Hearing first-person stories from the front lines of the civil rights movement is becoming a rare opportunity these days, especially from someone so integral to Atlanta’s growth as a city during the 20th century.
But students and others in the Emory and Atlanta communities will have that chance on Wednesday, February 22, when US Ambassador Andrew Young and Atlanta Journal-Constitution reporter Ernie Suggs sit down for a conversation about the recent book “The Many Lives of Andrew Young,” written by Suggs. The event, hosted by the Emory Libraries, will start at 7 p.m. in the Emory Student Center.
The conversation, part of Emory’s observance of Black History Month, will be followed by a Q-and-A session. Books will be available for sale at the event, and a book signing will follow the conversation.
Register here: emorylib.info/young.
A prominent civil rights leader alongside Dr. Martin Luther King Jr. in the 1960s, Young will share stories from his time at the forefront of the civil rights movement. Suggs has been a reporter at the AJC since 1997, currently covering race and culture. He is also the publisher of the paper’s weekly Black-oriented newsletter, Unapologetically ATL.
Young, who turns 91 in March, was a two-term mayor of Atlanta (1982-1990) and later co-chair of the 1996 Summer Olympic Games in Atlanta; the U.S. ambassador to the United Nations (1977-79), and a Representative in the U.S. Congress (1973-77). As one of King’s lieutenants during the civil rights movement, Young helped draft the Civil Rights Act of 1964 and the Voting Rights Act of 1965. He also served as executive director of the Southern Christian Leadership Conference, known as SCLC (1964-1968), which was instrumental in the civil rights movement. The Rose Library at Emory holds the SCLC papers in its collections.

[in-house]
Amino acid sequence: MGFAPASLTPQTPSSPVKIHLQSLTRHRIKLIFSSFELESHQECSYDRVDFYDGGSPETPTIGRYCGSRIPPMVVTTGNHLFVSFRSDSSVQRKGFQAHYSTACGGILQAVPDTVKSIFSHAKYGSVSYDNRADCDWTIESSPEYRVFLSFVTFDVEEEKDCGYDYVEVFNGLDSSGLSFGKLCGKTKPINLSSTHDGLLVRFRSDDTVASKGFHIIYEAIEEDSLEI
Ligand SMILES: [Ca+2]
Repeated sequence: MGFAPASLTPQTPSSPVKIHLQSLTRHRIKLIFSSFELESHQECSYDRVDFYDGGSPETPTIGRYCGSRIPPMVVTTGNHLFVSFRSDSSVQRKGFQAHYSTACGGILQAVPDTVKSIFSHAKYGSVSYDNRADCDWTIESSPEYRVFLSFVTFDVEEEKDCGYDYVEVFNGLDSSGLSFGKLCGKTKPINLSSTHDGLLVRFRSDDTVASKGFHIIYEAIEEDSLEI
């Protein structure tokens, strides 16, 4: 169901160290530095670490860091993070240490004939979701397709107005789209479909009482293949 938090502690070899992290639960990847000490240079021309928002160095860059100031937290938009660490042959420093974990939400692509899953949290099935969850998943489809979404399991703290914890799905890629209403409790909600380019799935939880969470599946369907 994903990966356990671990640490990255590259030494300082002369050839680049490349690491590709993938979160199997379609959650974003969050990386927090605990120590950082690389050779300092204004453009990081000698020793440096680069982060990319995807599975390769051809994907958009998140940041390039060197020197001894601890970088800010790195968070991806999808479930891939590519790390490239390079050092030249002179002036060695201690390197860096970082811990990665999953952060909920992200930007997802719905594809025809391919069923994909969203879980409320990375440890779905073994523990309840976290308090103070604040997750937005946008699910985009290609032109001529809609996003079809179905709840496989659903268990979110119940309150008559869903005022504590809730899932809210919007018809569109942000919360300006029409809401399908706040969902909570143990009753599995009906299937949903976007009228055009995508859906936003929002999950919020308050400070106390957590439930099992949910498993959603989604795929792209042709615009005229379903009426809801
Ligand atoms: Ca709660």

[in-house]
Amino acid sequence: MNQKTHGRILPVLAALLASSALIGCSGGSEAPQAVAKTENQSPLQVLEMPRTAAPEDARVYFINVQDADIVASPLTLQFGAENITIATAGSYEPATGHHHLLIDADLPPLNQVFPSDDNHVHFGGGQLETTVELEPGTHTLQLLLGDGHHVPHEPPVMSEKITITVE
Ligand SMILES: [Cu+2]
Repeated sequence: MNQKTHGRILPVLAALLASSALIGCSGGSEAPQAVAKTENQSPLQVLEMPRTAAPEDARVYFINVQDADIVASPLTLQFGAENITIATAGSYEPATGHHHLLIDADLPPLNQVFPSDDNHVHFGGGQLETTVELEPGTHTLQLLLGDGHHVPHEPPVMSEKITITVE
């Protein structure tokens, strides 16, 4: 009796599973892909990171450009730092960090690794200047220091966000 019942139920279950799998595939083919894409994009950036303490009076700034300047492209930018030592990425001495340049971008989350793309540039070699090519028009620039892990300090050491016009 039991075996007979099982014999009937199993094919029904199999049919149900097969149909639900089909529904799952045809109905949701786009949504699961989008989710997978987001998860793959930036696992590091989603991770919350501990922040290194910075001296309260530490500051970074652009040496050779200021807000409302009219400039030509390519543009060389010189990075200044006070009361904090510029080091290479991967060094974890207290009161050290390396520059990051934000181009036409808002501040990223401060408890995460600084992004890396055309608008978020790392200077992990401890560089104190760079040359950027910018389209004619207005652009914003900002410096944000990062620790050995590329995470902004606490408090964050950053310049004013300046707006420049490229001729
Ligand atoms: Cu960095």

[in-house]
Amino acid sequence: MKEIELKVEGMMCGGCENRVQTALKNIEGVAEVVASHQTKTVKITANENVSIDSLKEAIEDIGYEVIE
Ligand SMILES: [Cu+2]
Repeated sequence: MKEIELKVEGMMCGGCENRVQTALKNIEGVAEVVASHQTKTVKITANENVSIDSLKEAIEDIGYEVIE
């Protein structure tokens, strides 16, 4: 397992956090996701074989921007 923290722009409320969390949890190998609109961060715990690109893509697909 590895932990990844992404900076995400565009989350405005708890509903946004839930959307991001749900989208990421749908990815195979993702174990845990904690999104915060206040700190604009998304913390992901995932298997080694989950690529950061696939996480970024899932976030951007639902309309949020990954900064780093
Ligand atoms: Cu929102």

The book features hundreds of photographs that capture Young’s extraordinary life and a compelling narrative by Suggs, including personal accounts from Young himself.
Suggs hopes that audience members come away from the conversation with a wealth of knowledge about Young’s life and what he’s been able to accomplish for others in civil rights, for the city of Atlanta, and for peace among other countries.
“Andrew Young has been at the forefront of every major civil rights and human rights decision that’s been made over the last 50 to 60 years,” Suggs says. “He was right there with Martin Luther King Jr., so those stories are always very important. He succeeded Maynard Jackson as the second black mayor of Atlanta, and they set out to transform Atlanta.”
Suggs says he enjoys watching the reaction of the audiences as they listen to Young’s stories of growing up in a diverse neighborhood (which included a house that served as a Nazi Party headquarters), working with King (and President Lyndon Johnson) toward the Voting Rights Act, and his experiences traveling the world as ambassador to the United Nations.
“I’ve been in awe with the reception we’ve gotten all over the country, whether it’s Washington DC or New Orleans or Charlotte or wherever we’ve gone,” Suggs says. “The crowds have been large and the reception has been phenomenal in terms of people wanting to hear him talk, and to talk to him and see him, and take photographs with him. They have such respect for him.”
The Emory Student Center is located on the Emory campus at 605 Asbury Cir., Atlanta, 30322. For those coming from off campus, parking is available at in the Peavine deck.
The event is sponsored by Emory Libraries; Emory University Office of Diversity, Equity, and Inclusion; the Michael C. Carlos Museum; and the Decatur Book Festival.
—by Maureen McGavin, Emory Libraries senior writer
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